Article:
High above the mist atop the sacred mountain of Hrothgar, the fate of the free world rests in my sweaty, blood stained palms. As the Dragonborn, only my soul and blood can access the mystical power of an ancient tongue, calling down lightning from heaven to smite Alduin, the destroyer of worlds. Uttering the ancient banishing words of power, I bring the heaving monster, this death defying dragon, to the ground. I pummel him with flaming swords and enchanted daggers until his life force begins to dim. His doom is near, victory is almost at hand when the TV goes dark. “Time to save” my wife says, waving the remote in her hand. Saving the world will have to wait, she tells me, the neighbours are coming over for dinner and I need to sweep the floor.
“A clean floor won’t save Skyrim,” I grumble to myself as she hands me a broom.
It can be difficult to transition from saviour back to sweeping the floor when you know, in one of these two worlds, you could be the only hero they have. The small stories we live out at work or school just can’t compare with our cosmic achievements in games. It leaves me wondering if becoming friends and investing in my neighbours’ lives really more important and fulfilling than killing dragons? If so, why doesn’t it feel like it?
Sometimes it feels like I’m stuck in a side-quest, forever collecting bear pelts for inn keepers when I should be hunting dragons. I feel like that town guard left baby-sitting drunks, thanks to a knee related injury, when he really longed to be fighting off bandits. Perhaps to tap into this need for fulfillment, Final Fantasy XIII tried create a purer strain of “main story” by axing some of the mundane distractions like towns, monster hunting and general exploration. The result was by no means a disaster, but it didn’t manage to connect with gamers. FF XIII was actually a weaker game without these less significant moments, whether it’s helping farmers deliver supplies, aiding deities in cleansing their temples or scouring endless caves for rare items, these quiet moments provide a much more personal investment into the world you’re saving.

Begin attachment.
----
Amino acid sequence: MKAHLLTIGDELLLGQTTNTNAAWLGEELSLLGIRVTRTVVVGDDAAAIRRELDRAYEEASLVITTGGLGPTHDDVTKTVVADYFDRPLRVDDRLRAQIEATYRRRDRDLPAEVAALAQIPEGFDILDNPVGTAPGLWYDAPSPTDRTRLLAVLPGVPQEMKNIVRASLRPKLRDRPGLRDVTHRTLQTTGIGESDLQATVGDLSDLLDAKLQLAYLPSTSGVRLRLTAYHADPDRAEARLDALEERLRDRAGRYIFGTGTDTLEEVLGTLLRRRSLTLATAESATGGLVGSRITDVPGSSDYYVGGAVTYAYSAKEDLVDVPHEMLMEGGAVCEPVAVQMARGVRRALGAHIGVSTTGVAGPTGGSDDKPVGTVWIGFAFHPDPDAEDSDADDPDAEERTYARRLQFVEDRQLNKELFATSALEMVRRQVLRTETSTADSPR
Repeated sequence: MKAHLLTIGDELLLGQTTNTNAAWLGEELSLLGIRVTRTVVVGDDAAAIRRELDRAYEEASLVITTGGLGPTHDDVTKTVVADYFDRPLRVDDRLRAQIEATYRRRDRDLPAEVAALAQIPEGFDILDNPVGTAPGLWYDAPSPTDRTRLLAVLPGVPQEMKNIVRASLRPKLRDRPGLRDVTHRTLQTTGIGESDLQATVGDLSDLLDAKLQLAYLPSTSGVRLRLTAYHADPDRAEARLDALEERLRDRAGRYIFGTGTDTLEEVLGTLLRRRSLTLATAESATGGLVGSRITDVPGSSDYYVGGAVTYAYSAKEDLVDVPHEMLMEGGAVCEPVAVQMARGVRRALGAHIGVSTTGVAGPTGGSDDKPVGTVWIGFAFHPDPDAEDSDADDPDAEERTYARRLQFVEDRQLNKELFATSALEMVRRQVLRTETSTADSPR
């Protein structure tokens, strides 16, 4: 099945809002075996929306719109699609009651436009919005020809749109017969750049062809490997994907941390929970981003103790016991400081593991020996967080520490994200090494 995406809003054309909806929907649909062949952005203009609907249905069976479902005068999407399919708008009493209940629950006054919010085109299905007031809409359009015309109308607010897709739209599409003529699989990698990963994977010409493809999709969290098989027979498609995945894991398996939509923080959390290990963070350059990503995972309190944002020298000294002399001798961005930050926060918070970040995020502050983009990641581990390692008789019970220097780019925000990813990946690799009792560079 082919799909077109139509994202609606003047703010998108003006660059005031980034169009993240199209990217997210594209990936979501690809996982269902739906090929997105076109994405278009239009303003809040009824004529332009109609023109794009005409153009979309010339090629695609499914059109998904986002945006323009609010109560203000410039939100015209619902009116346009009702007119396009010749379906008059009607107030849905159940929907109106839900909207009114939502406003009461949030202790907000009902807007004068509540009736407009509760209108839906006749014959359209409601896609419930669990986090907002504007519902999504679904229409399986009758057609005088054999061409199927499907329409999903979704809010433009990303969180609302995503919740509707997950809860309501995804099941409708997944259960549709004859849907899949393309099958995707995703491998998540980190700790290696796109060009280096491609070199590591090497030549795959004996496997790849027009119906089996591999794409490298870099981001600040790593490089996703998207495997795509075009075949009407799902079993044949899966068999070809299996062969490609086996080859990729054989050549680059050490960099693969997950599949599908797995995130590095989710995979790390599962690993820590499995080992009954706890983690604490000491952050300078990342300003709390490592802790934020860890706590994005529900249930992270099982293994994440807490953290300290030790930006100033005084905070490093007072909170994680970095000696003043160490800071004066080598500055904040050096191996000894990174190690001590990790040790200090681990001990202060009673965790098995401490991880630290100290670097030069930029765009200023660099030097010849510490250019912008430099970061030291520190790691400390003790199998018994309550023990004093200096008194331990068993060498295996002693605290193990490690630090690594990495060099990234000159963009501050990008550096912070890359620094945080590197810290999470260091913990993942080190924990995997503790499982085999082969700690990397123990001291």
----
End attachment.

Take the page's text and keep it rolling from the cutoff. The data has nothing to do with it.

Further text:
Consequently, when game designers use mainly a world-ending apocalypse as player motivation, like in Final Fantasy XIII, it eventually boils down to an obligation; you’re acting out of duty because it’s the right thing to do. Obligations can suck the passion right out of you, leaving a player burnt out without a personal investment in the story. That’s why I love side-quests; they are personal stories that evoke compassion, like the plight of a young woman looking for her missing daughter in Mass Effect 2. I remember the mother’s distress and despair at losing her daughter so much more clearly than my high priority mission. There is a galaxy at stake here, but it was compassion that flooded my heart and drove me to any lengths to help this woman. That’s why I choose to take time out of my cosmic-world-saving schedule to accomplish side-quests.
It’s moments like these, not saving humanity as a whole (leave that to Jesus) but loving another human being, that make us heroes. It’s the small self-sacrificial acts like doing the dishes without complaining or sweeping the floor before my wife asks that makes a difference.Though they may seem less potent, actions like Listening to a neighbour in an attempt to understand their heart and speaking a prayer into their life–those are true words of power.
Christ has done the saving, He has defeated the world destroyer so we don’t have to. That doesn’t mean becoming a hero is impossible, only the main mission cannot be completed yet. In the mean time, there’s some side-quests at hand, a neighbour in need, some rats that need killing, some caves that need exploring, some driveways that need shoveling. Yes, sometimes it’s grinding, but we know all grinds are necessary to become the hero we are called to be.